22nd October 2014
In July 2013, the Department for Communities and Local Government (DCLG) launched its consultation on an updated national waste planning policy, providing a draft version of the policy for comment and outlining the Government’s commitment to:
The long-awaited Consultation Report has now been published, accompanied by the new ‘National Planning Policy for Waste’ (the Policy). This replaces ‘Planning Policy Statement 10: Planning for Sustainable Waste Management’ (PPS 10) and is to be considered alongside other national planning policy for England – such as in the National Planning Policy Framework (2012) (the NPPF), Defra’s Waste Management Plan for England (2013) and the National Policy Statements for Waste Water and Hazardous Waste (2012 and 2013 respectively).
Waste planning has long-been considered as a separate policy element, distinct from the general approach to planning. As a result, waste planning policy was specifically excluded from the NPPF. This reflects the Government’s focus on the planning system as vital in:
Since its introduction in 2005 (and revisions in March 2011) PPS 10 provided the main framework for local authorities in their development of localised strategies and waste management plans. Heralding a plan-led approach, PPS 10 focused on reducing waste, promoting use of waste as a resource, and facilitating protection of the environment and human health. It also gave some protection to Green Belt land, ensuring development of waste facilities only where these were deemed ‘appropriate’ when balanced against the broader potential economic and environmental benefits.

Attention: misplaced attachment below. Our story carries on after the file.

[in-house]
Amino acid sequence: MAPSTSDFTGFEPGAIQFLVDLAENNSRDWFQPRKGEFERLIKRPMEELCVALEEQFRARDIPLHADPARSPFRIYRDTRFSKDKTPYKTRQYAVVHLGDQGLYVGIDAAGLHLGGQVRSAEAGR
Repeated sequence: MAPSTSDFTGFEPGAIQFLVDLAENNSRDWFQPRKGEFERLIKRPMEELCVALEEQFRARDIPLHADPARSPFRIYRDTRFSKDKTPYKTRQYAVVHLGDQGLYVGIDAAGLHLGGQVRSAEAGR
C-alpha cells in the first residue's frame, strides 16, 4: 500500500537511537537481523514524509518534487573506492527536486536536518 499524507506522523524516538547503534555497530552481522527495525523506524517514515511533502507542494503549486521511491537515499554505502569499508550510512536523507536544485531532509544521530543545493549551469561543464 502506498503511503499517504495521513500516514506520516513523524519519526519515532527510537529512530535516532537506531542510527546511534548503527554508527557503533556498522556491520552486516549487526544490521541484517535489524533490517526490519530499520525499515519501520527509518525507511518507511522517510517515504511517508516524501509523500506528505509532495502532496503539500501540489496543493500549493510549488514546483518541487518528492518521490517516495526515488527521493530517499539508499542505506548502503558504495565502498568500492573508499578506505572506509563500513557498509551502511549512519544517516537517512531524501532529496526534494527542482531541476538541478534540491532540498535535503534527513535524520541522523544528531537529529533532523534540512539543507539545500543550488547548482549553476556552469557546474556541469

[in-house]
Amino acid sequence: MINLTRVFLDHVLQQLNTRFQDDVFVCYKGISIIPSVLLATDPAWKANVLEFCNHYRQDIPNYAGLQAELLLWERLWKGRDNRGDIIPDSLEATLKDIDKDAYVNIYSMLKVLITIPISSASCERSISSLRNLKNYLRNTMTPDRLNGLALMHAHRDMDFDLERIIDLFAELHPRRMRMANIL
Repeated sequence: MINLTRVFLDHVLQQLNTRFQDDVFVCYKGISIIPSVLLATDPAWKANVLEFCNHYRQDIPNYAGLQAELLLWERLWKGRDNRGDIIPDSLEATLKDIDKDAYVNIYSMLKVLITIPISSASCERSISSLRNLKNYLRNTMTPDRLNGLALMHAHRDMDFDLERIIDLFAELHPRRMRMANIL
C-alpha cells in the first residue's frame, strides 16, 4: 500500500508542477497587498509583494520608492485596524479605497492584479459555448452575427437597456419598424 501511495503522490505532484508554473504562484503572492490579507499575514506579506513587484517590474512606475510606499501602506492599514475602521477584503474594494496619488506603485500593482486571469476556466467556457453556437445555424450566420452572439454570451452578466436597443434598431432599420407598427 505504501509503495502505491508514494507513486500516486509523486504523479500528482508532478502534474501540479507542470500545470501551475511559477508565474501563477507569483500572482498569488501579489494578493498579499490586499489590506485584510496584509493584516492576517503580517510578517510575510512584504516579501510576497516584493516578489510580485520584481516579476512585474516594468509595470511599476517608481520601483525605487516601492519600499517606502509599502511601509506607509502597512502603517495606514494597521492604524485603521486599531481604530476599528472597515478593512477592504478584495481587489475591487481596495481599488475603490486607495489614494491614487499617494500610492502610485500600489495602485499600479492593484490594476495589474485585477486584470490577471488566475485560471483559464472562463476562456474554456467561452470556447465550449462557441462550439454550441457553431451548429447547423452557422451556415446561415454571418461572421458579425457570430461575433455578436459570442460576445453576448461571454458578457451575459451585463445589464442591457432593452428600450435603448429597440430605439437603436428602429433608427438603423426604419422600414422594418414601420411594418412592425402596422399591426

Whereas PPS 10 comprised over 25 pages of provisions, the new Policy reflects the Government’s ongoing aim for a more transparent, efficient and streamlined planning process. There are now just five pages of substantive policy.
The key provisions of the Policy include:
The Policy’s position regarding the Green Belt here does reflect the Government’s increasingly ‘tough’ approach to development on such protected land. In many ways, the Policy could be interpreted as introducing a sequential test – whereby planning authorities will first look for suitable sites / areas outside the Green Belt for WMFs “that, if located in the Green Belt, would be inappropriate development”.
The encouragement given to co-locate WMFs with complementary activities where possible is also particularly significant. The re-use of heat produced is specifically advocated, echoing the Policy’s wider encouragement for use of heat as an energy source. This means WMF developments are likely to be situated closer to existing sewage treatment works and / or urban areas, for example, to exploit the benefits of close location.
With such a short-form Policy document, it remains to be seen whether PPS 10 will still be used to provide interpretative assistance. It will also be interesting to monitor whether the Policy will achieve DCLG’s wide-ranging objectives and prove, as intended, to be “an easily understood waste planning policy framework…which can be followed by local authorities, waste developers and local communities alike”.